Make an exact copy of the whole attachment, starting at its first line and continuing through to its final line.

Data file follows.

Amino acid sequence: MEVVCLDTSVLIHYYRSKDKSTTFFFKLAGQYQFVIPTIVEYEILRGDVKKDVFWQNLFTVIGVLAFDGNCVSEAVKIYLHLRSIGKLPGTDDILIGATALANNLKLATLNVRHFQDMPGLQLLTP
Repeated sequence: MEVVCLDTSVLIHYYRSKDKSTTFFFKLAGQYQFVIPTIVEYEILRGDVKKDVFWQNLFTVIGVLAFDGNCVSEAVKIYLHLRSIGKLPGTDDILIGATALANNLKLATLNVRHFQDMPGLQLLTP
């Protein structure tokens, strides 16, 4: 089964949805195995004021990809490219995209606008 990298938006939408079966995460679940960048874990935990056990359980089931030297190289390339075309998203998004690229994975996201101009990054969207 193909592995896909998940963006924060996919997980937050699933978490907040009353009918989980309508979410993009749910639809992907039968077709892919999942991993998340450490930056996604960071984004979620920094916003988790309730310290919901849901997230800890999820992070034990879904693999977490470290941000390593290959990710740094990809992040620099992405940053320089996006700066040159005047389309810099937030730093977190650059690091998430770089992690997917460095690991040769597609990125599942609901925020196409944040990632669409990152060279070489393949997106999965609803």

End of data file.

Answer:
Amino acid sequence: MEVVCLDTSVLIHYYRSKDKSTTFFFKLAGQYQFVIPTIVEYEILRGDVKKDVFWQNLFTVIGVLAFDGNCVSEAVKIYLHLRSIGKLPGTDDILIGATALANNLKLATLNVRHFQDMPGLQLLTP
Repeated sequence: MEVVCLDTSVLIHYYRSKDKSTTFFFKLAGQYQFVIPTIVEYEILRGDVKKDVFWQNLFTVIGVLAFDGNCVSEAVKIYLHLRSIGKLPGTDDILIGATALANNLKLATLNVRHFQDMPGLQLLTP
């Protein structure tokens, strides 16, 4: 089964949805195995004021990809490219995209606008 990298938006939408079966995460679940960048874990935990056990359980089931030297190289390339075309998203998004690229994975996201101009990054969207 193909592995896909998940963006924060996919997980937050699933978490907040009353009918989980309508979410993009749910639809992907039968077709892919999942991993998340450490930056996604960071984004979620920094916003988790309730310290919901849901997230800890999820992070034990879904693999977490470290941000390593290959990710740094990809992040620099992405940053320089996006700066040159005047389309810099937030730093977190650059690091998430770089992690997917460095690991040769597609990125599942609901925020196409944040990632669409990152060279070489393949997106999965609803």